Writing in the noir style with sharp, clipped dialog, McFetridge tosses his hat in the ring for the second time to claim the title with this Toronto-based novel. Enjoying a considerable renaissance, noir thrillers are fast-paced, usually brutal and, in this case, filled with extreme characters, good guys and bad guys clearly defined. There are people flying off balconies, grafters and cons, sophisticated gangs, and a police force struggling to keep up and riddled with corruption.
Gangs and drugs are a potent mix, drug-related crime long since expanded to an international front, the kind of money passing through Canada tempting for anyone. McFetridge mixes a potent brew: Gord Bergeron, recently retuned to the force after a bereavement leave; his new partner, the enigmatic and acerbic Armstrong; an association of colorful homicide and narcotics cops; an industrious ex-stripper whose way of life is supported by a vigorous marijuana business; and a stranger on the scene, a newcomer offering to supply weed in great quantities, seemingly oblivious to the danger he courts from organized crime.
All of these people are humanized, the day-to-day dramas of their worlds integrated into the Toronto scene. Sharon Macdonald, still on house arrest for another week, is worried about her pot supply, her grow rooms perhaps spotted when police swarm all over her building after an Iranian takes a dive from the roof, landing on the windshield of an SUV in the alley, the startled occupants staring at the manís smashed face after he plummets to the earth.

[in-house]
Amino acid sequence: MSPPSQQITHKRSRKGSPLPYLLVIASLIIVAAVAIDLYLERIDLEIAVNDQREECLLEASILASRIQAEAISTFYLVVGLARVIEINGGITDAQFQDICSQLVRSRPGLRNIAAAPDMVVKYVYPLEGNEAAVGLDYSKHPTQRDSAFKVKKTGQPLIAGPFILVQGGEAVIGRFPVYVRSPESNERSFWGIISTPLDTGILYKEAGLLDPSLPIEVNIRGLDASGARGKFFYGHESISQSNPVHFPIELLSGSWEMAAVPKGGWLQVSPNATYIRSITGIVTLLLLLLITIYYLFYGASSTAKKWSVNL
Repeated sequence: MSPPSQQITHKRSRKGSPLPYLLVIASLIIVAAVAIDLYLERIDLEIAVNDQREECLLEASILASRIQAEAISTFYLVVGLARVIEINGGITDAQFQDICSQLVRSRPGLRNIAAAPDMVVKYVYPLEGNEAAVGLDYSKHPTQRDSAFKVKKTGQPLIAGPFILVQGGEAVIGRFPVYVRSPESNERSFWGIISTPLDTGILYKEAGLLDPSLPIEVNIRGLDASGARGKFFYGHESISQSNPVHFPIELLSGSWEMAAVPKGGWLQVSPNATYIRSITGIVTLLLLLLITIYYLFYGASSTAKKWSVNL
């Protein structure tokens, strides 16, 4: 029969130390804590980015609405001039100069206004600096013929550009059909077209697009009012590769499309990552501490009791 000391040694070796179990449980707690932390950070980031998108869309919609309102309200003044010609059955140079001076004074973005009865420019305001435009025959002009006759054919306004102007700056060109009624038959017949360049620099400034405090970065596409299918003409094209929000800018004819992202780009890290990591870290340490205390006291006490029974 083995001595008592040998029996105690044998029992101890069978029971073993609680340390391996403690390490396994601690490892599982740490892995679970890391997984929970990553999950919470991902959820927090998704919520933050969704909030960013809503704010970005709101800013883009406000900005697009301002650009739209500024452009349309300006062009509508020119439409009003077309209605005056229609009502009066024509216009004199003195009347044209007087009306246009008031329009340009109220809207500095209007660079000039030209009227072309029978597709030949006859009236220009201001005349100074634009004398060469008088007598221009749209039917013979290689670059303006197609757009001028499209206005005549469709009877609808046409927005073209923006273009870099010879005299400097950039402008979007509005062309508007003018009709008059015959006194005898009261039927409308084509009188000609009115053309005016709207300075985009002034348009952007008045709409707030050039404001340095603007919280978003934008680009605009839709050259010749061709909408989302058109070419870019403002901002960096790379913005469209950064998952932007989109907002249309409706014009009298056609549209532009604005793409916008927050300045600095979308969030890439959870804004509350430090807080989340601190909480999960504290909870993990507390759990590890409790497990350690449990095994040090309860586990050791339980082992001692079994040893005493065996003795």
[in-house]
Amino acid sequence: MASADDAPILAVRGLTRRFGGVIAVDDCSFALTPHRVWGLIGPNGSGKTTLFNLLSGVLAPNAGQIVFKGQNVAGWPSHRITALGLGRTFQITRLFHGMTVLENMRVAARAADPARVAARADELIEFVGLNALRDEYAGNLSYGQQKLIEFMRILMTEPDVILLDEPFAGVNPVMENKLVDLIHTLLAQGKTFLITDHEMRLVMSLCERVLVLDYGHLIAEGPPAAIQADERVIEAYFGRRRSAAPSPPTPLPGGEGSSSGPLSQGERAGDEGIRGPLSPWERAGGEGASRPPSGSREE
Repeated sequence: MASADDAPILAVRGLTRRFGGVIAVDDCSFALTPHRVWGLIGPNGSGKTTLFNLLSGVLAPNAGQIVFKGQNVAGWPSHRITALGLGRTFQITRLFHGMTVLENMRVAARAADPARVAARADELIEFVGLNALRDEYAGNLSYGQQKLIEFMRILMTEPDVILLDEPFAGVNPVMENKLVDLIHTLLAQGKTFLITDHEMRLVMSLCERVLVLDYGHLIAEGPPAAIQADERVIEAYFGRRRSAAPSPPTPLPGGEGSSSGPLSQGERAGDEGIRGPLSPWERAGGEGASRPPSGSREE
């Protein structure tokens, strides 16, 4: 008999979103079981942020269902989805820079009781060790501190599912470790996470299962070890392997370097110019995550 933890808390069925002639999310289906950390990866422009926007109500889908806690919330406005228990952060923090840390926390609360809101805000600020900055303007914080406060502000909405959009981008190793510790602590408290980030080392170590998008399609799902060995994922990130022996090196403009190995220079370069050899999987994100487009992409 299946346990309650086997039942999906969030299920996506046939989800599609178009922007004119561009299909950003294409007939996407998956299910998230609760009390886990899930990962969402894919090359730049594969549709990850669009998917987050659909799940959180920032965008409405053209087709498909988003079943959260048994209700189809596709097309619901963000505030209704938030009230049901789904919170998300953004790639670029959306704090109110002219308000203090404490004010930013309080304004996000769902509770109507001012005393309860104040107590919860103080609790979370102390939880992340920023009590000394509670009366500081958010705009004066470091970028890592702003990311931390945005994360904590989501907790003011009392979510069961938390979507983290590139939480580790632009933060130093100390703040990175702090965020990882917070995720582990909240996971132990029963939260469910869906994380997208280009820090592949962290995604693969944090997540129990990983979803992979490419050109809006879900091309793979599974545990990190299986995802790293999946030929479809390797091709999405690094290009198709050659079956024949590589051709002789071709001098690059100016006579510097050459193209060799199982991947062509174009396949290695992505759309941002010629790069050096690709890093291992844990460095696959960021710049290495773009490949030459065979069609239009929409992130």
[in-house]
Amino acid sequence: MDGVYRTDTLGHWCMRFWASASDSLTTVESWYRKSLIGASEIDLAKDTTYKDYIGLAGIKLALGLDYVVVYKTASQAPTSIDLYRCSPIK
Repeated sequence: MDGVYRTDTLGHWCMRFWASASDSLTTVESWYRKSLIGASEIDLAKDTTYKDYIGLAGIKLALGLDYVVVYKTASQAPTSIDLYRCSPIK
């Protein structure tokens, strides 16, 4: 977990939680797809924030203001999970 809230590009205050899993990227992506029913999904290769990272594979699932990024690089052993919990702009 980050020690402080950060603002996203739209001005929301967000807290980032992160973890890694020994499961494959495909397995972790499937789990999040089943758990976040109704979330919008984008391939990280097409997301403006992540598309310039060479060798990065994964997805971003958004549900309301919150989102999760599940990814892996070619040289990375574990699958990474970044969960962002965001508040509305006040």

Her current supply fronted by a local biker gang gone business organization, Sharon (whose daughter runs the product to customers while her mother is on house arrest) is uncomfortable with her new deal but simultaneously intrigued with the new man on the scene who may hold the key to all her problems.
This guy seems too good to be true. Soon Sharon is tasked with learning about his connections. On a tightrope of her own making, Sharon is caught between her old connections and history and the possibility of a far different future with Ray, the new wheeler and dealer.
As in any respectable noir thriller, the plot accelerates, vivid and unconventional characters rising in a tidal wave of conflicting agendas, cops and crooks, ending in a conflagration that leaves the ground littered with bodies - and unanswered questions. Balancing the priorities of law enforcement with an endless variety of criminals who inhabit Toronto, drugs, politics and corruption are commonplace, a fertile environment for profit and endless demand. This is supply-side economics at its best, good and bad guys jockeying for control of an out-of-control city where everyone is on the lookout for opportunity.